M is a study in sheer exhaustion. Poor baby keeps falling asleep and can't stay awake in afternoon classes. Honestly...I simply log him into class and point the camera at his sleeping face, partly so that he doesn't get counted absent. Today was the second day that he was crying from being tired of watching the iPad all day, and he cried in my lap through my last period class because his eyes and head hurt from trying to focus. I don't know if this is something he will adjust to, at least at this level. I've sent a letter to the school about the excessive amount of time he has to be on the technology and how it is affecting him so far. I'm hoping they will have some ideas and will be able to be flexible. But, IEP or not, we are toying with the idea of home school for him too.

Waiting to see if the bumps iron themselves out or if I need to jump in and fix everything myself...

Wednesday, August 26, 2020

First Days of Virtual School

 This school year has gotten off to a rather auspicious start!

We are entirely virtual right now, due to COVID concerns; we have medically fragile family members that we want to continue to see, so we are very cautious and are trying to stay as quarantined as possible. For our family, this means that P is teaching virtual elementary school, while I teach virtual middle school and E and M are starting a combination of virtual school and home school.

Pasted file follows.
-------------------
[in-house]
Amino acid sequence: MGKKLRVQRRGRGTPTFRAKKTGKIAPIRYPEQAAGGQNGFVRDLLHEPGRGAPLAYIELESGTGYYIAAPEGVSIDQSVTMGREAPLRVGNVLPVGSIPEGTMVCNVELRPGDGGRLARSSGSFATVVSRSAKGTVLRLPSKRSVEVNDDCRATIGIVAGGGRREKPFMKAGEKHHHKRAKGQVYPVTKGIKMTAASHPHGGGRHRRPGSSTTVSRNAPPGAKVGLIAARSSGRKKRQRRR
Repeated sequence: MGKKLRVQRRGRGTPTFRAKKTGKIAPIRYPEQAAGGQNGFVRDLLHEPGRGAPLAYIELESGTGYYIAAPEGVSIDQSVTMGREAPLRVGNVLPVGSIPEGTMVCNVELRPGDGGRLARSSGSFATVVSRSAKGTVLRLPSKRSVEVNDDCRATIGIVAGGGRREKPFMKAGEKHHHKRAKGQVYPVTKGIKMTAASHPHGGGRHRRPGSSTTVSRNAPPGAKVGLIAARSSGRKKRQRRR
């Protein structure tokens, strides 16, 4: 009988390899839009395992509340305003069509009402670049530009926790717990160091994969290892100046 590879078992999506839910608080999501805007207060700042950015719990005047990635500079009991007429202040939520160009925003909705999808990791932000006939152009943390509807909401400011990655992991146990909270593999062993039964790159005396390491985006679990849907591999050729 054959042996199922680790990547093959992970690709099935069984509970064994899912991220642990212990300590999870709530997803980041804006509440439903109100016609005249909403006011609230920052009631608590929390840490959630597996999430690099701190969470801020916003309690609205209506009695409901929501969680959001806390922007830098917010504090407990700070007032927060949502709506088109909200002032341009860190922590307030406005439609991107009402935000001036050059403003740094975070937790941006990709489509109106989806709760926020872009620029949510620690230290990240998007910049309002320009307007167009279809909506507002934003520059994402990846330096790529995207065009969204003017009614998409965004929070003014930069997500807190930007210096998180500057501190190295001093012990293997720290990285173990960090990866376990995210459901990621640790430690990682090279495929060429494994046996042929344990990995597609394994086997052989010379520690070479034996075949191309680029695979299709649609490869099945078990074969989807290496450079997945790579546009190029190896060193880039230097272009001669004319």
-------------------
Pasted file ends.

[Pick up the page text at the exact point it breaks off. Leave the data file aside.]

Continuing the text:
It’s been BUSY...

The first two weeks of any school year are always a challenge...adjusting to new schedules, new students, and new challenges does take a little while. So, I know that things will calm down soon, as we work toward getting into a good rhythm.

E is adjusting very well to virtual 4th grade, though he has had some trouble with the school provided laptop (the school has been so slammed with tech issues, it will probably be a WHILE before they fix his device). He says that the virtual learning is pretty boring so far, but each day has been better than the last. We’ve promised him that if he struggles too much to adjust to it, that we will officially withdraw him and file homeschool paperwork, but so far, it’s working out, E took a week break from the programs I use at home to support his learning, but has already begun returning to them a little at the time,